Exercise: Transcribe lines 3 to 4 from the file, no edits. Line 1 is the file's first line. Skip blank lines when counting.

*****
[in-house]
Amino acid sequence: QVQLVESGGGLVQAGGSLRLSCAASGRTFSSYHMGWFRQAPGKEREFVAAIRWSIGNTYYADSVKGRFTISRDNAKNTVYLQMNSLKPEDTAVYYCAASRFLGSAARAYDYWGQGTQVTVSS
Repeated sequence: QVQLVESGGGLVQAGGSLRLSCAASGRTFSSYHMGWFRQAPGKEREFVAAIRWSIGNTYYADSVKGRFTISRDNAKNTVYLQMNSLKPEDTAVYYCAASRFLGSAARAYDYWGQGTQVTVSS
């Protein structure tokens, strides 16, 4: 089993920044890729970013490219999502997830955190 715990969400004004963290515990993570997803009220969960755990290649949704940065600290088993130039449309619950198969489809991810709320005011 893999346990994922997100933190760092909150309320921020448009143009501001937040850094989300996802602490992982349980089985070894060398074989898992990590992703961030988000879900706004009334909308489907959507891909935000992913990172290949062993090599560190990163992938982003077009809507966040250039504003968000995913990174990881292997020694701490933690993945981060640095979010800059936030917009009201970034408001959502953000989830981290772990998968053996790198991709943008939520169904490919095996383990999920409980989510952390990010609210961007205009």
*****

Repeated sequence: QVQLVESGGGLVQAGGSLRLSCAASGRTFSSYHMGWFRQAPGKEREFVAAIRWSIGNTYYADSVKGRFTISRDNAKNTVYLQMNSLKPEDTAVYYCAASRFLGSAARAYDYWGQGTQVTVSS
């Protein structure tokens, strides 16, 4: 089993920044890729970013490219999502997830955190 715990969400004004963290515990993570997803009220969960755990290649949704940065600290088993130039449309619950198969489809991810709320005011 893999346990994922997100933190760092909150309320921020448009143009501001937040850094989300996802602490992982349980089985070894060398074989898992990590992703961030988000879900706004009334909308489907959507891909935000992913990172290949062993090599560190990163992938982003077009809507966040250039504003968000995913990174990881292997020694701490933690993945981060640095979010800059936030917009009201970034408001959502953000989830981290772990998968053996790198991709943008939520169904490919095996383990999920409980989510952390990010609210961007205009």